The International Trade Blog Export Compliance
The Compliant Organization: Where Does International Trade Compliance Belong?
On: December 16, 2019 | By: John Goodrich | 8 min. read
Where should you place your international trade compliance office within your importing or exporting organization? Should it be part of sales, accounting, shipping, legal, purchasing or supply chain?
My answer may seem flippant, and among readers of this blog, it may even seem controversial.
It really doesn't matter.
The fact that your company recognizes the need for a dedicated trade compliance office is good enough. It really doesn't much matter where the trade compliance team is placed in the organization as long as it can effectively oversee and control the importing and exporting activities of the company.
Experience has shown that trade compliance offices can be more successful when established in certain areas of your organization.
No matter where your company places the group, there will be trade offs. This is because the concept of trade compliance extends across a broad range of business activities within any importing or exporting company.
It is rare, however, that any single group within a company is tasked with all of these activities. Indeed, many organizations are divided into independently operating disciplines sometimes with conflicting business objectives and agendas.
Here are some of the typical places in organizations where trade compliance is placed:
The logistics or transportation department seems to be a logical location for a trade compliance office. This is because the customs entry, filing your electronic export information (EEI) through the Automated Export System (AES), and logistics processes are intertwined. The group is well positioned to be aware of and respond quickly to issues that arise.
As one of the last links in a commercial supply chain, the transportation team is frequently the victim of some unwitting decision made earlier in the process. Implementing controls and changing upstream behavior can be a challenge for the downstream traffic office.
It's not uncommon for export trade compliance to fall under the sales arm of an organization. The benefit of such placement is that the sales team has valuable visibility into the end use and end user. Because of this, its well positioned to evaluate the compliance ramifications sooner in the sales cycle, helping the company focus its limited marketing resources on both profitable and compliant business.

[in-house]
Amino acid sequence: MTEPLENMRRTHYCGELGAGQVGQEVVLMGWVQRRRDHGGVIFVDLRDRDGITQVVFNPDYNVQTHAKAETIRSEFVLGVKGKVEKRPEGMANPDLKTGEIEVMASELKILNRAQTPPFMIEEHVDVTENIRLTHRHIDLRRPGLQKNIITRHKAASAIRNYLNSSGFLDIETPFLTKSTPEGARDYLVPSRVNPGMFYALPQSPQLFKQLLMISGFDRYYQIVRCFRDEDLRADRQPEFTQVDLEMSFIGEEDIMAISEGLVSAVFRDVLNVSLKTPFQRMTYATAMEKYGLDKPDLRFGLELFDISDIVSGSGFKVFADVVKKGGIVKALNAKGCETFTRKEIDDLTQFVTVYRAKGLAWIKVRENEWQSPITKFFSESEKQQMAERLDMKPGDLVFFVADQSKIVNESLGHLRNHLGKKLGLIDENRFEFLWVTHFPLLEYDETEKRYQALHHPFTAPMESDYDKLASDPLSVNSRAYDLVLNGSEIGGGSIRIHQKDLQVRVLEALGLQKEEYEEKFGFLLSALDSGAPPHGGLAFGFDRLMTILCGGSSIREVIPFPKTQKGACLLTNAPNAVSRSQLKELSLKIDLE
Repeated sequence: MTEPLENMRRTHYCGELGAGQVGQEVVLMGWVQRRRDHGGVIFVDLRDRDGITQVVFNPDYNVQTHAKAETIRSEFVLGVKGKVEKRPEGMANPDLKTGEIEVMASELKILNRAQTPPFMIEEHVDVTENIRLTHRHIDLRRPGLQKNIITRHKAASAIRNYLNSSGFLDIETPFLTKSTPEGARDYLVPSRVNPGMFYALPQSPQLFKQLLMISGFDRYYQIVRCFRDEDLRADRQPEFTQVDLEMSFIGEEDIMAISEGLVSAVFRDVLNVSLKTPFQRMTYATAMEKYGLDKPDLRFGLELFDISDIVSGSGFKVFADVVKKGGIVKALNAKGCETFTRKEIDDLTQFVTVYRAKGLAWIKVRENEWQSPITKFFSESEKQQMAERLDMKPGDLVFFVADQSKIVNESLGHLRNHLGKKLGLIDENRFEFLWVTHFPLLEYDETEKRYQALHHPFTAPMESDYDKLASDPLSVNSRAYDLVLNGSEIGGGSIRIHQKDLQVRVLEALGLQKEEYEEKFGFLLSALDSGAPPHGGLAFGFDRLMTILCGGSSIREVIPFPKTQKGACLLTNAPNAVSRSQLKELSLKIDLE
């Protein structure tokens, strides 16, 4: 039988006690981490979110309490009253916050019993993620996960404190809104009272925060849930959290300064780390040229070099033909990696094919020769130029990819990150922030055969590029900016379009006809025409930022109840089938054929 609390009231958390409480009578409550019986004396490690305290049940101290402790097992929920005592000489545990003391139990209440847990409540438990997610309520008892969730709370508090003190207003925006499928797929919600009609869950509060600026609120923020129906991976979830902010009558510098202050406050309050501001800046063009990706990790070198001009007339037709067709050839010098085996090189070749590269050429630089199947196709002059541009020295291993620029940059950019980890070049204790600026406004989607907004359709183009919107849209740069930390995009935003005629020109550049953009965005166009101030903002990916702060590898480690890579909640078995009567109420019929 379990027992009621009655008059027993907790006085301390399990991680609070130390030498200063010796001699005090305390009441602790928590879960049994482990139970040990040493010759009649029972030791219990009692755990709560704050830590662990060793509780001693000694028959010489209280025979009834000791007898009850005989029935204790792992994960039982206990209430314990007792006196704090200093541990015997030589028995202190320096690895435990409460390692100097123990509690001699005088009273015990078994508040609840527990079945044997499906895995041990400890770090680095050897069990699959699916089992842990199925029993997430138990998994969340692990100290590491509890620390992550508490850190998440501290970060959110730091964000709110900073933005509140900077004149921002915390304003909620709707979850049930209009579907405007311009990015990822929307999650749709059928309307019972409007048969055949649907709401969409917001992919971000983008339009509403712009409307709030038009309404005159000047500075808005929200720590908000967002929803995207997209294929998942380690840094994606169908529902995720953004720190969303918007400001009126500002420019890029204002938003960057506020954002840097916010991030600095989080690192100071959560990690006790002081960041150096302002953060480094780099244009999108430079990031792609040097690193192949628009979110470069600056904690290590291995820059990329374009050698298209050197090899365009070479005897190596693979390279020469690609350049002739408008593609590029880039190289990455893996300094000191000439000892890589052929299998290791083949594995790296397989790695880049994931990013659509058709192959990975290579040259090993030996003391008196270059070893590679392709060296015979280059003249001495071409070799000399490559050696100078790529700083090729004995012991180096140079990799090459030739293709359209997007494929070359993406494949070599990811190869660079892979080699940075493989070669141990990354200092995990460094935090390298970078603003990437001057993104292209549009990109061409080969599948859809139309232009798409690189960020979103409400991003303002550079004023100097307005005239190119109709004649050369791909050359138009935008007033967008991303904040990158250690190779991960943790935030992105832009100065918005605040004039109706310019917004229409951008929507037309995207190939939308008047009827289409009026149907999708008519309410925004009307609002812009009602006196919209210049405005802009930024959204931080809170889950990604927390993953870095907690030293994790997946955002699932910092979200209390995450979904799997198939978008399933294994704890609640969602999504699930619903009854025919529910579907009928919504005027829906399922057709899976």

The downside is that sales organizations frequently have conflicting short-term sales goals, which might lead the sales team to disregard compliance red flags. An organization that takes a longer term, more measured approach to its markets may be able to temper this inherent conflict. Some companies do this by assigning trade compliance to the inside sales or customer services associates who are able to nurture the customer relationship while ensuring the company remains compliant.
Product Management, Purchasing, or Inventory Management
The mirror image of the above for importers is to assign trade compliance to purchasing or inventory managers. The benefit of such an alliance is that the trade compliance team will be better positioned to influence the beginning of the supply chain.
Purchasing-based compliance teams have advanced notice of new origins, vendors and products to ensure product screening, classification and vendor compliance. Purchasing departments, however, have a vested interest in cost and duty minimization. This may cloud their judgment when assigning HTS codes or screening for anti-dumping duties.
Export offices within sales and customer service organizations and import offices within product procurement offices both suffer from the same structural weakness. They tend to be separated from the logistics of exporting and importing and may face challenges executing delivery of goods. As a result, they may be limited in their ability to respond to in-transit compliance urgencies.
Placing trade compliance within the accounting department is another common choice of international companies. Accounting departments are steeped in the concept of control. They are usually responsible for approving new vendor and customer relationships, assigning product codes, and monitoring purchasing and sales commitments.
On the back end of a transaction, accounting is aware of vendor payments, customer receipts, and shipping and receiving variances. These controls and this vantage point complement the responsibilities of a trade compliance office.
Accounting has one of the strongest tools available in business. It controls the corporate purse strings. Withholding payment is a surefire method of gaining a trading partner's attention and eventual cooperation.
As with the sales and purchasing examples above, these offices may be unfamiliar with supply chain management and logistics processes and may face challenges intervening effectively when required.